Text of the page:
The good news is that foreclosure filings in Colorado barely rose from 2008 – only a 0.23 percent increase, according to a national report.
The bad news is that Colorado still is ranked No. 10, according to RealtyTrac, based in Irvine, Calif.
The report showed 50,514 total properties in Colorado with some kind of foreclosure action, which equates to 2.37 percent of all housing units in foreclosure. The U.S. average is 2.21 percent. The report also shows one out of every 42 households in foreclosure, compared with one of every 45 for the U.S. average. Foreclosure activity in Colorado, according to RealtyTrac, rose 28.2 percent from 2007, far below the 120 percent average national increase.
“It’s kind of bizarre that Colorado is still in the top 10,” said Ryan McMaken, noting that the overall rate in Colorado is very close to the national rate. Also, Colorado’s foreclosure activity has been basically flat, while it is still rising in many other parts of the country.
“RealtyTrac combines all of the different kind of foreclosure actions,”McMaken noted, while he separates new filings and homes that actually go to foreclosure sales.
“If you dig deeper, you will find that while our filings are still climbing, the number of sales are going down,” as banks work with borrower to modify loans, he noted. “We do show a net increase in activity, and we probably will continue to do so, as long as the number of filings continue to rise.”
Still, rather than the 10th worst state in the nation as far as foreclosures, he said Colorado is really more in the middle of the pack, he said. That is also affirmed my Mortgage Banker Association numbers, which shows Colorado in the middle of the U.S., as far as delinquent loans.
An earlier report by InsideRealEstateNews.com found that while foreclosure filings in the Denver area rose by 6.4 percent in 2009 from 2008, most of the percentage increases were found in Boulder, Broomfield and Douglas counties, while activity was flat or dropped slightly in Denver and Adams county. (For that report, please visit this blog.)
Nationwide, RealtyTrac found more than 3.9 million foreclosure actions - default notices, scheduled foreclosure auctions and bank repossessions — were reported on 2. 8 million properties in the U.S. in 2009, a 21 percent increase in total properties from 2008 and a 120 percent increase in total properties from 2007.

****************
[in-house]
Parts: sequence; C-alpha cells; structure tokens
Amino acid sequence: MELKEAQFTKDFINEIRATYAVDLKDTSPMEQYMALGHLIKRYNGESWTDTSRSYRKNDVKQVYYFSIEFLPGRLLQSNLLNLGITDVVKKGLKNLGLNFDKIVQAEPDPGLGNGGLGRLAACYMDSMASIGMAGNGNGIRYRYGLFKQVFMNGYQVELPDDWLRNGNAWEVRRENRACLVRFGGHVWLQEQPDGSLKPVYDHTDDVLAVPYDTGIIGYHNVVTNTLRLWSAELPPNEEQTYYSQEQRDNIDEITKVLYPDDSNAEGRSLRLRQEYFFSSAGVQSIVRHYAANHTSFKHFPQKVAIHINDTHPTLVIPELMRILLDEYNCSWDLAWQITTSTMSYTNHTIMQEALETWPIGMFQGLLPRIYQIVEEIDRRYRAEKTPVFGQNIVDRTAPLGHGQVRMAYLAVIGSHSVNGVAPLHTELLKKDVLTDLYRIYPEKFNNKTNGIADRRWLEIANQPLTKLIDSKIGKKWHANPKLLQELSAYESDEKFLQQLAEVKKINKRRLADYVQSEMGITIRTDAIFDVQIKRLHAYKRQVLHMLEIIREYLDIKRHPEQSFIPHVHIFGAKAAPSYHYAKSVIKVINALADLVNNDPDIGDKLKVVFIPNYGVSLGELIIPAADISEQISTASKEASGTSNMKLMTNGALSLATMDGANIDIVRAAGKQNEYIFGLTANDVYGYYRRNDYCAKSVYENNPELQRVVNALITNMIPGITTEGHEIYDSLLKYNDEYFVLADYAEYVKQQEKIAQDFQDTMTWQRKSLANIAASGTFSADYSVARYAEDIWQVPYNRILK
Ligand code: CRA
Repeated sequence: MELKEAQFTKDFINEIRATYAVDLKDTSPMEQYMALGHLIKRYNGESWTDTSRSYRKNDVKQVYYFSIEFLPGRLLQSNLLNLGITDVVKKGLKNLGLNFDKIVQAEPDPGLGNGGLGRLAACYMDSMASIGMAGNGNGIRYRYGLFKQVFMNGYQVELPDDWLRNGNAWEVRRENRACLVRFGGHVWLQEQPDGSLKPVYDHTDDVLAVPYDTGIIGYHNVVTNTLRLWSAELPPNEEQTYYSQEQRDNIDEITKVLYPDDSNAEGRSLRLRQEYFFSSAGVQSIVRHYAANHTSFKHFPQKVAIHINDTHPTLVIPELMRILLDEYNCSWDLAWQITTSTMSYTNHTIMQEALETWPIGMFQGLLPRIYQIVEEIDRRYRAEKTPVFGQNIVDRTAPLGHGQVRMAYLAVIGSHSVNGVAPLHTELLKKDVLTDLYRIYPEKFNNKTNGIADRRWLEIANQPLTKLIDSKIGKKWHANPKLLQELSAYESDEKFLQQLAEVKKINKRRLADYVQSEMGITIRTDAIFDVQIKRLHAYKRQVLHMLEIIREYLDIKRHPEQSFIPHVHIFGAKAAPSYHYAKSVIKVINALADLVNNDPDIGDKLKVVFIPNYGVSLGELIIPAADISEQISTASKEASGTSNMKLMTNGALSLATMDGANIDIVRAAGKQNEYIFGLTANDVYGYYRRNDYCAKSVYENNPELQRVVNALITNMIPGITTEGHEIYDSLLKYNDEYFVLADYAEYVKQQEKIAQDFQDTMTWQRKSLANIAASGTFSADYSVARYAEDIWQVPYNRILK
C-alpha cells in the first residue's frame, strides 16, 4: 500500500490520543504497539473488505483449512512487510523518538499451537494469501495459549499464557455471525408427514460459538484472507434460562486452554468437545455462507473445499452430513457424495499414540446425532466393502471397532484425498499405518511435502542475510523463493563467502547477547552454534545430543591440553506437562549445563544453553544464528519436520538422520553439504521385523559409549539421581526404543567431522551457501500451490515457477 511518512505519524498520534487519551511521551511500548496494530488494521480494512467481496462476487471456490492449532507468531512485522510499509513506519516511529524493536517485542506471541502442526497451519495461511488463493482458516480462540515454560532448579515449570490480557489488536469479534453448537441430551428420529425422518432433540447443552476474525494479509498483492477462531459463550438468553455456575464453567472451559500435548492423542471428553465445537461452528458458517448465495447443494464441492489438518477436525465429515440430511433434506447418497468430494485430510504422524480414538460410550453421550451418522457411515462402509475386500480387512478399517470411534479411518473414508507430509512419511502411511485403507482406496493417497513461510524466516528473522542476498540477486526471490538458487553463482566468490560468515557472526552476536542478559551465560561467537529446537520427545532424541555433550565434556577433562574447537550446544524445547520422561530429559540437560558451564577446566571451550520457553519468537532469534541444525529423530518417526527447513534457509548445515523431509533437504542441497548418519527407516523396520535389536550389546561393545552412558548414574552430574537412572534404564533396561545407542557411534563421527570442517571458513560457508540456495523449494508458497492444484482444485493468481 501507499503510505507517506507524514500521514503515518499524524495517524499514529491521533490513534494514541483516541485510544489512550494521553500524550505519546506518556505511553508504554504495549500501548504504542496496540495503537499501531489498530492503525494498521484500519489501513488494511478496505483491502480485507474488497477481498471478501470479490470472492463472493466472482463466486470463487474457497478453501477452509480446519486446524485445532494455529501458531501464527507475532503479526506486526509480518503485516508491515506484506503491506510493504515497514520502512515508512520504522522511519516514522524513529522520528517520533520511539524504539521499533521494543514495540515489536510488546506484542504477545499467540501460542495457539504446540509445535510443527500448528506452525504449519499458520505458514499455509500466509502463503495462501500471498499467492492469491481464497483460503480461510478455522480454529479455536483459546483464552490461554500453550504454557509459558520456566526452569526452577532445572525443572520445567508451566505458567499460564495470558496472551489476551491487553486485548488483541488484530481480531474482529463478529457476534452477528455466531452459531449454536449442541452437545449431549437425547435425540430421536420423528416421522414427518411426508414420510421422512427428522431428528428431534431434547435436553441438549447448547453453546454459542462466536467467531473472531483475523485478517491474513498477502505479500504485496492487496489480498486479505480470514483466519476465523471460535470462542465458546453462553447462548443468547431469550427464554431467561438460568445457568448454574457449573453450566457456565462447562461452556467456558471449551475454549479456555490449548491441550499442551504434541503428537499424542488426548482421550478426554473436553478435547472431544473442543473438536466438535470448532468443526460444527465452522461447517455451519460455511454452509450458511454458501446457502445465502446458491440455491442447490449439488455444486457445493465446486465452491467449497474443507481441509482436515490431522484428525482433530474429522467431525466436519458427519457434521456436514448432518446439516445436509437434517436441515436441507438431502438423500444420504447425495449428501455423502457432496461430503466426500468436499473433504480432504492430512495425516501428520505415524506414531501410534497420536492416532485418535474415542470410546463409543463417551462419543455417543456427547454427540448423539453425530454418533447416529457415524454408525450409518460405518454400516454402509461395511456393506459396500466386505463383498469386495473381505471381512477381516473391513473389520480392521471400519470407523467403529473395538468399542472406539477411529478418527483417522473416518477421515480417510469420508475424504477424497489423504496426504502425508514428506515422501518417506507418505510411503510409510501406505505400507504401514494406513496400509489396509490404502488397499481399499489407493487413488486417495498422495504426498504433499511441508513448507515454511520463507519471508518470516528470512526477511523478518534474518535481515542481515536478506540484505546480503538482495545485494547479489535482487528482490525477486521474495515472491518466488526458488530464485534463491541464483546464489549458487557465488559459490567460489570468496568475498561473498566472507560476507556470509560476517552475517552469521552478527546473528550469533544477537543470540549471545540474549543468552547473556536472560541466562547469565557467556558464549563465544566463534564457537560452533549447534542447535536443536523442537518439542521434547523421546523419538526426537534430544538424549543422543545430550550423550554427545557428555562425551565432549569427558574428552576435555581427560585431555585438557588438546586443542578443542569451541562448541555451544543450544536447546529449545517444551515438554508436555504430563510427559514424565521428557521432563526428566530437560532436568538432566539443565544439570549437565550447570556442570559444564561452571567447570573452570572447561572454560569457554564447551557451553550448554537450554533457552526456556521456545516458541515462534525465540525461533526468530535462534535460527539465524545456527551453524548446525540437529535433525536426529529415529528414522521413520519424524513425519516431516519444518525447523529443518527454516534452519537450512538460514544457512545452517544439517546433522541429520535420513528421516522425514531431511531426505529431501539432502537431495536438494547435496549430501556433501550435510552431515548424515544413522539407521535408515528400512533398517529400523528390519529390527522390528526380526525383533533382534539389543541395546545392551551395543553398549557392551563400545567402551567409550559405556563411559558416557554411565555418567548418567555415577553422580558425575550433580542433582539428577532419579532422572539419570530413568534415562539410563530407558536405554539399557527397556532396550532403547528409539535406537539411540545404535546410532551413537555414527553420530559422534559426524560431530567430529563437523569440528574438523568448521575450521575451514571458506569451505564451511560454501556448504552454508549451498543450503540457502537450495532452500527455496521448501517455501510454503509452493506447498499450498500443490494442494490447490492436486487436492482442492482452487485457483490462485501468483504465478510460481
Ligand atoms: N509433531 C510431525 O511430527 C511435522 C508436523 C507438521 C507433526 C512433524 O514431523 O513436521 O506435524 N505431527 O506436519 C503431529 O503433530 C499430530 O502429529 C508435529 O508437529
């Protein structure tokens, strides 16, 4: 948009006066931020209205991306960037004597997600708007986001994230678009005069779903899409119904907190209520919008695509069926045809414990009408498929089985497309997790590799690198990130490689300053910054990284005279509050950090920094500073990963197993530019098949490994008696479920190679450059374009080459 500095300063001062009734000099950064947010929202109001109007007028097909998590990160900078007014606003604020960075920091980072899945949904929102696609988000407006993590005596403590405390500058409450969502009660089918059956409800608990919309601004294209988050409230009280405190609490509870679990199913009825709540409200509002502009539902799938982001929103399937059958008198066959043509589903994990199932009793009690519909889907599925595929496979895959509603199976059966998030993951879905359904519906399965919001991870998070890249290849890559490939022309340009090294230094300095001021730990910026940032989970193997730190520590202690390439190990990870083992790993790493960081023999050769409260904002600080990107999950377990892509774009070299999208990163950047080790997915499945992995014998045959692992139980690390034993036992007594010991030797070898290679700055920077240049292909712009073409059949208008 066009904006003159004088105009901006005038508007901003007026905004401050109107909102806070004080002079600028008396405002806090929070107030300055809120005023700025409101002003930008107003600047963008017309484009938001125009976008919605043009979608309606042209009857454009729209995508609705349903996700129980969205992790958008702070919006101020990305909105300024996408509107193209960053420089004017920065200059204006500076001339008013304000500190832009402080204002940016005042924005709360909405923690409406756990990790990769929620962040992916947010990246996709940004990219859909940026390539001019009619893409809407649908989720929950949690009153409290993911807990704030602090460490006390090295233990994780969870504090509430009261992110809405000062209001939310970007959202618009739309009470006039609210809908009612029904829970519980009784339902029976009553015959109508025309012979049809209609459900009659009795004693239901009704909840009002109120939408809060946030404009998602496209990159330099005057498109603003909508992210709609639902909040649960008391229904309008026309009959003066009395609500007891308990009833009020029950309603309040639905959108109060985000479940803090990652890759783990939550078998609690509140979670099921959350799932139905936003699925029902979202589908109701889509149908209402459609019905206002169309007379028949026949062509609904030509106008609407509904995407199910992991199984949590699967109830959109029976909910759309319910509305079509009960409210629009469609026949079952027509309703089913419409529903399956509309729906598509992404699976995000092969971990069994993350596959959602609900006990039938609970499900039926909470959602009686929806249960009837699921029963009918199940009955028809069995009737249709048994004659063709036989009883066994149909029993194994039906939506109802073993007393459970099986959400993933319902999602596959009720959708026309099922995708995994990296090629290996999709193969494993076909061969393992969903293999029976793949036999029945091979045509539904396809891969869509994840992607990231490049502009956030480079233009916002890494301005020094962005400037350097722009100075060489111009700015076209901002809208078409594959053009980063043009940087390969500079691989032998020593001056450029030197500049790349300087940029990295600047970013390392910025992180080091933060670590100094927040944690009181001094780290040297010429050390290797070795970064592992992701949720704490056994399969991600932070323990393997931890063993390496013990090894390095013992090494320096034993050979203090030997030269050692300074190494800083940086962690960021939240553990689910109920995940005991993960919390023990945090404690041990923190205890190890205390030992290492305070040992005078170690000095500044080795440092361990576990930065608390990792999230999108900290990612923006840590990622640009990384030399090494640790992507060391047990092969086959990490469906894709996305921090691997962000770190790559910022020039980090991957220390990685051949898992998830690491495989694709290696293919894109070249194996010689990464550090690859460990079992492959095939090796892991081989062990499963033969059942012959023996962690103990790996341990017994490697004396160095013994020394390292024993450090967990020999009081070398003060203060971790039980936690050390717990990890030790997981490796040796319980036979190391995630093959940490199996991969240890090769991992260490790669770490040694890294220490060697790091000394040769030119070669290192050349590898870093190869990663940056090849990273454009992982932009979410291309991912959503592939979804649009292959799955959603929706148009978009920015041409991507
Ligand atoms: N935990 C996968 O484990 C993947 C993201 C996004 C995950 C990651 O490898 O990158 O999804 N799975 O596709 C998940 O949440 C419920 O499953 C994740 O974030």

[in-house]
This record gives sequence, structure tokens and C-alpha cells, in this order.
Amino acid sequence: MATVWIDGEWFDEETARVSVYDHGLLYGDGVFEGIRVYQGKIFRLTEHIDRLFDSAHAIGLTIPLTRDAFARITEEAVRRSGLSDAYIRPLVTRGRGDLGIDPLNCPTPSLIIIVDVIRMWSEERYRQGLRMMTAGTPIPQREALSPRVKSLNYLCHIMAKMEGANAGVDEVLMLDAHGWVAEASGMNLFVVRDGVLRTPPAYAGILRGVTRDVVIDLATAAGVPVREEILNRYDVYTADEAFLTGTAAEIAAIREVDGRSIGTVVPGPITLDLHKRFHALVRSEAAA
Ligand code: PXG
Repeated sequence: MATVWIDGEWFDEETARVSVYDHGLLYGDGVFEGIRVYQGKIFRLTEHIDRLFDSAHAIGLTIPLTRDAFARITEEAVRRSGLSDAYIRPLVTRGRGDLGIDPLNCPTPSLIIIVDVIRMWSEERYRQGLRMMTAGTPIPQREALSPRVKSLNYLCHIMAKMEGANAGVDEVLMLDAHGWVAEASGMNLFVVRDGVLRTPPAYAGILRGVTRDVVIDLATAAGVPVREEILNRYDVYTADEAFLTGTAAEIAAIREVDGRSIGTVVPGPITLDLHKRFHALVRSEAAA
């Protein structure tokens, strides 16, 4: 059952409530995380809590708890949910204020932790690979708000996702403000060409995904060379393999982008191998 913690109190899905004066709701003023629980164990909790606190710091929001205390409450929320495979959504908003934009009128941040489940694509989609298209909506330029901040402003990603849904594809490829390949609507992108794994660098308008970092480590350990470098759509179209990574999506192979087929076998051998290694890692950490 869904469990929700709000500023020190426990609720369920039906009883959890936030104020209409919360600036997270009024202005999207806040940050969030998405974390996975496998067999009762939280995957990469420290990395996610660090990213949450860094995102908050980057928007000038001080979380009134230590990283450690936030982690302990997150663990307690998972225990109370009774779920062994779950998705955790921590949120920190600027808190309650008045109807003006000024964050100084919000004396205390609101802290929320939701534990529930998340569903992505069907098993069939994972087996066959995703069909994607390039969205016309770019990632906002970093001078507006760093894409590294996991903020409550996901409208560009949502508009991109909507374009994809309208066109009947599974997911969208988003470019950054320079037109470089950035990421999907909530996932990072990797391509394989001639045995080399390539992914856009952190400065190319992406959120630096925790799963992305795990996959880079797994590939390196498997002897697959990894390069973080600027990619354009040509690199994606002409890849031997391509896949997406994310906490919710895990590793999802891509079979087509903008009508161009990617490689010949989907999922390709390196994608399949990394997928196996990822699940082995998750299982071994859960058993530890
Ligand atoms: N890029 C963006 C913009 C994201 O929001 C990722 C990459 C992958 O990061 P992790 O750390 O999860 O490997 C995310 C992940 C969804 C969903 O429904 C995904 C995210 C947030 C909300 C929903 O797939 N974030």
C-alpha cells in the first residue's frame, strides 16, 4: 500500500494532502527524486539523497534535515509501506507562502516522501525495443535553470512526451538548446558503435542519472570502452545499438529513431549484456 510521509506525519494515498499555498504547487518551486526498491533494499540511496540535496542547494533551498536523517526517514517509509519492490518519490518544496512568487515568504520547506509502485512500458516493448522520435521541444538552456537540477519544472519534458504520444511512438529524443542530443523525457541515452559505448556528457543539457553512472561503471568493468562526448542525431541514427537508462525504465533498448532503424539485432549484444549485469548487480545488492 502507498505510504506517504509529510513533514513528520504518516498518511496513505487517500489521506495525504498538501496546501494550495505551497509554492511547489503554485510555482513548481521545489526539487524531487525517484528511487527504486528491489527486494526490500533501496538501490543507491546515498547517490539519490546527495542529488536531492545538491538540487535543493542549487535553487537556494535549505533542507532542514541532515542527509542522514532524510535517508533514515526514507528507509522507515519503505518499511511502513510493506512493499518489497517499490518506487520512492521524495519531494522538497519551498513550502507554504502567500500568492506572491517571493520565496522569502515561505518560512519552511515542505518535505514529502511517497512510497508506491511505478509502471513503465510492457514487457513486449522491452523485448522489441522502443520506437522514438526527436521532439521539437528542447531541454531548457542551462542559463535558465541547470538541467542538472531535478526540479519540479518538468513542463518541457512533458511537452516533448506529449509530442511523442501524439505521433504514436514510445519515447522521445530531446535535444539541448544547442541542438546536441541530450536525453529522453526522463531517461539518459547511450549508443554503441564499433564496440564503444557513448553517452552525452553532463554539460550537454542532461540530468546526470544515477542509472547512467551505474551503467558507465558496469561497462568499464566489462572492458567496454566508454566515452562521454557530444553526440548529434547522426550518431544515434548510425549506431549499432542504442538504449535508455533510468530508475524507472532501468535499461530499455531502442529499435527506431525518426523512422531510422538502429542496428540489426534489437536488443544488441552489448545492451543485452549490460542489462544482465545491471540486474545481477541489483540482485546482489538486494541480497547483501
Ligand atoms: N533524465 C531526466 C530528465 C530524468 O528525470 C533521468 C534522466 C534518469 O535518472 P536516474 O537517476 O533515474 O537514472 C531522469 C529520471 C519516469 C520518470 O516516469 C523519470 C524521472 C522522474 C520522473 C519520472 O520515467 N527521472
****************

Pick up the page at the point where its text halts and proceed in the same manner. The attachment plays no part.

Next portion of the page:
Four states accounted for more than 50 percent of the nation’s 2009 total, with more than 1.4 million properties receiving foreclosure filings in California, Florida, Arizona and Illinois. And almost half of those – 632,573 – were in California.
“That means that 46 other states split the remaining half,” noted McMaken. He said some people might think that the foreclosure pain was spread fairly evenly among the states, but that is not the case.
“What that means a lot of states are clumped together, and there will be a very small percent separating them,” McMaken said.
Foreclosure filings were reported on 349,519 U.S. properties foreclosure filings on 349,519 U.S. properties in December, a 14 percent jump from November and a 15 percent increase from December 2008 — when a similar monthly jump occurred. Despite the increase in December, foreclosure activity in the fourth quarter decreased 7 percent from the third quarter, although it was still up 18 percent from the fourth quarter of 2008.
“As bad as the 2009 numbers are, they probably would have been worse if not for legislative and industry-related delays in processing delinquent loans,” said James J. Saccacio, chief executive officer of RealtyTrac.
“After peaking in July with over 361,000 homes receiving a foreclosure notice, we saw four straight monthly decreases driven primarily by short-term factors: trial loan modifications, state legislation extending the foreclosure process and an overwhelming volume of inventory clogging the foreclosure pipeline. Despite all the delays, foreclosure activity still hit a record high for our report in 2009, capped off by a substantial increase in December. In the long term a massive supply of delinquent loans continues to loom over the housing market, and many of those delinquencies will end up in the foreclosure process in 2010 and beyond as lenders gradually work their way through the backlog.”
Nevada led the nation last year, with more than 10 percent of the homes receiving some type of a foreclosure action in 2009, giving it the dubious distinction of being No. 1 for foreclosures for the third consecutive year.
Contact John Rebchook at JRCHOOK@gmail.com or 303-945-6865.